Some athletes shock you. One day they are performing extremely well, absolutely crushing their training sessions, and you are sure they will peak come competition time. But then something goes wrong. Either they fail or just do not have a good performance.

I have seen many of these struggles through my years as a trainer. It is easy to think it is all in an athlete's head. But it is not. It is something in their performance that differs compared to their training sessions. You can almost see them move in a different movement pattern and see that they do not look smooth in their movements. Maybe they are stiff in their muscles due to nervosity. 

Nervosity tends to change breathing patterns. If you inhale more with your ribcage, you lose your diaphragm breathing. When you are stressed, you tend to raise your diaphragm and inhale faster. When you raise your diaphragm, you lose your abdominal pressure. This is one of the most important stability muscles. If your core is not stable, it will fuck up your posture, and it is harder to perform with a bad posture since your external muscles have to compensate for trying to keep stable during your lift. 

Compensating Weakness

Here is how it works. Energy (movement) is like water—it will always try to seek the easiest way out. If there is a leak in your posture, stability, or movement, it will leak out the power of the movement. Your body is a master of compensating weaknesses, so it will try to cover for the leak. The muscles that try to cover do not have the ability to copy the work of stabilization, which will lead to poorer movement, and can also lead to an injury if your body fails to compensate. This is something you do not want to have in your muscle memory. We want as clean of a movement as possible that will create the most favorable position possible.

As a coach, look for signs of improper technique. When an athlete shows technical flaws in their lift, they lose maximal energy that they can produce to complete the lift at their highest level. When an athlete falls into improper technique, this creates the body to find other ways to still perform the rep. When this compensation happens, the injury risk becomes extremely high. Coaching proper technique should always be a priority to increase the athletes maximal performance while decreasing their risk of injury.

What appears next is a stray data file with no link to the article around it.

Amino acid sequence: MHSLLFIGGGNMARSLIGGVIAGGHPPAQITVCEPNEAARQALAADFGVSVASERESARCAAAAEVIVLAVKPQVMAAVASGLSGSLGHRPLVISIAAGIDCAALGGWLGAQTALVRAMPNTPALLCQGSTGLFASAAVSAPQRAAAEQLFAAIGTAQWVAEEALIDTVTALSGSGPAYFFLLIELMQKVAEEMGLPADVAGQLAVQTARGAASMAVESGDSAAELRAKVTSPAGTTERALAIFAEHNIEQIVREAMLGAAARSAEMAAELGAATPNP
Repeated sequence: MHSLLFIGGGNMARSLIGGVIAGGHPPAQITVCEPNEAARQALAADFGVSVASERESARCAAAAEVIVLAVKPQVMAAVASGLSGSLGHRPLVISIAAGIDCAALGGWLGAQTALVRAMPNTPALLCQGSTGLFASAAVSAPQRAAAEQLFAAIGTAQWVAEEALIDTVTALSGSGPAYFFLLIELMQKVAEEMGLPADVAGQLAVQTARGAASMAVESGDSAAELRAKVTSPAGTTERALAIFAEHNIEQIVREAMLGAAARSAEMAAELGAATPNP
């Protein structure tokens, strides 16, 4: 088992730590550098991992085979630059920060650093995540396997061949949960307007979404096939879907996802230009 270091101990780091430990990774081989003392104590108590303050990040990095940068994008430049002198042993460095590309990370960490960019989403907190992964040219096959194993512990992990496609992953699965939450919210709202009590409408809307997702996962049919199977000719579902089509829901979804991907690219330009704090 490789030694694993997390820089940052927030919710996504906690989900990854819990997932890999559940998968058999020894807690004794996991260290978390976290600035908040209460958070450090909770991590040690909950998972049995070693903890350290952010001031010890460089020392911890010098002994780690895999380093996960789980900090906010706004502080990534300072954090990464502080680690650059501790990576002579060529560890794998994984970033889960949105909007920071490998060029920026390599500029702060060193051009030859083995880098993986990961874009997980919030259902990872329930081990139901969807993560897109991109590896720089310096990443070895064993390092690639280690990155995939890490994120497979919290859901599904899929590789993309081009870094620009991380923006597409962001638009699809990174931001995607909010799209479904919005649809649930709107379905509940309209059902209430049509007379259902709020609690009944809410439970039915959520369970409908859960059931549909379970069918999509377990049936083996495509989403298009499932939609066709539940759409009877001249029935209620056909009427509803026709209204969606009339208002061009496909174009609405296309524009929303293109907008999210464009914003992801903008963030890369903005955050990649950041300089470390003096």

Muscles Need Proper Oxygen

It is stress that forces the muscle to develop, right? Yes, when you put stress on a muscle in the form of muscle work, it will get stronger and grow. But when you have mental stress and your nervous system becomes affected, it will change your breathing pattern which can lead to worse abdominal pressure. Your muscles get less oxygen, which leads to worse aerobic function. Low aerobic function means that the muscles that depend on oxygen to work properly lose power. If there is not enough oxygen, the anaerobe muscles take over the work and their function is mainly to develop movement.

As a coach, you need to understand how mental stress can affect the athletes performance. Breathing is a major component to how the muscles perform, especially when related to short, explosive movements like anaerobic exercises. When breathing patterns have been changed, you will see a loss in power production from the athlete. 

Be Comfortable Being Uncomfortable

I do not think you should compete too often because you take time away from training, time you need to train to get stronger. But if you are one of those who perform well at the gym but not at the competition, you need to compete to get more comfortable to compete and not get stressed out over competitions. If you do not have enough competitions to get into, you can try to arrange the same kind of environment that puts stress on you. For example, go to a new gym at another time than you are used to. If you always do legs at Golds Gym at seven o'clock, try going to another gym after breakfast to do your squats and ask someone you do not know to spot you. Get more comfortable with changes.

As a coach, you can look into creating competitive environments. Have them compete in their workouts with others such as seeing who can hit more reps at their personal intensity or something simple like a plate grip hold. You can progress this to doing something like hosting a mock meet at your gym to get your athletes comfortable with the flow of a competition. Or finish workouts with a mental challenger that will push the athlete, such as EMOM (every minute on the minute) or AMRAP (as many reps as possible) to push their mental boundaries and make them uncomfortable.

Stefan Waltersson has been working as a personal trainer for 20 years. He is Westside Barbell certified as a special strength coach. He is also educated and trained by Professor Boris Sheiko. Stefan works as a lecturer and gym owner with 350 members. Previously, he worked as a nurse assistant in healthcare, with neurology as his main focus. You can find him on Instagram as @coach_waltersson. Check out his website.